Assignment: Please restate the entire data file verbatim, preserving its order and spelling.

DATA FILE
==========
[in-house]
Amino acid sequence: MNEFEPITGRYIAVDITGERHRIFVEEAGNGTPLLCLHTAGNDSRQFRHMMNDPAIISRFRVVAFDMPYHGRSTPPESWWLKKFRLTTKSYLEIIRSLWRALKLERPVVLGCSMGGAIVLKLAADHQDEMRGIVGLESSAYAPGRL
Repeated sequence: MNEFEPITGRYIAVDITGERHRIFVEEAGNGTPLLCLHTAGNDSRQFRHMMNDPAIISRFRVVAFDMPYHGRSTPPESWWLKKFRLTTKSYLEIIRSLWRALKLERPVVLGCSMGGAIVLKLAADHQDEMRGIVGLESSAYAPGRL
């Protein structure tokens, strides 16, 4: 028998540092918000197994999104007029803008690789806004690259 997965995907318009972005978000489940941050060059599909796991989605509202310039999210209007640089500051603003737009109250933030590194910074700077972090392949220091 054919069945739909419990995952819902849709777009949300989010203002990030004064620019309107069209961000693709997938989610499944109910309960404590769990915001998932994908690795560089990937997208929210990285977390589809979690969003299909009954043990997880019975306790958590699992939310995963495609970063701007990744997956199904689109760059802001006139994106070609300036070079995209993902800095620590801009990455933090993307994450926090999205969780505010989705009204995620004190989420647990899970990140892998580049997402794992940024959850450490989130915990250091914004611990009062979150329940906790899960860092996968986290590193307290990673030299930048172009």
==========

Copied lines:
[in-house]
Amino acid sequence: MNEFEPITGRYIAVDITGERHRIFVEEAGNGTPLLCLHTAGNDSRQFRHMMNDPAIISRFRVVAFDMPYHGRSTPPESWWLKKFRLTTKSYLEIIRSLWRALKLERPVVLGCSMGGAIVLKLAADHQDEMRGIVGLESSAYAPGRL
Repeated sequence: MNEFEPITGRYIAVDITGERHRIFVEEAGNGTPLLCLHTAGNDSRQFRHMMNDPAIISRFRVVAFDMPYHGRSTPPESWWLKKFRLTTKSYLEIIRSLWRALKLERPVVLGCSMGGAIVLKLAADHQDEMRGIVGLESSAYAPGRL
């Protein structure tokens, strides 16, 4: 028998540092918000197994999104007029803008690789806004690259 997965995907318009972005978000489940941050060059599909796991989605509202310039999210209007640089500051603003737009109250933030590194910074700077972090392949220091 054919069945739909419990995952819902849709777009949300989010203002990030004064620019309107069209961000693709997938989610499944109910309960404590769990915001998932994908690795560089990937997208929210990285977390589809979690969003299909009954043990997880019975306790958590699992939310995963495609970063701007990744997956199904689109760059802001006139994106070609300036070079995209993902800095620590801009990455933090993307994450926090999205969780505010989705009204995620004190989420647990899970990140892998580049997402794992940024959850450490989130915990250091914004611990009062979150329940906790899960860092996968986290590193307290990673030299930048172009």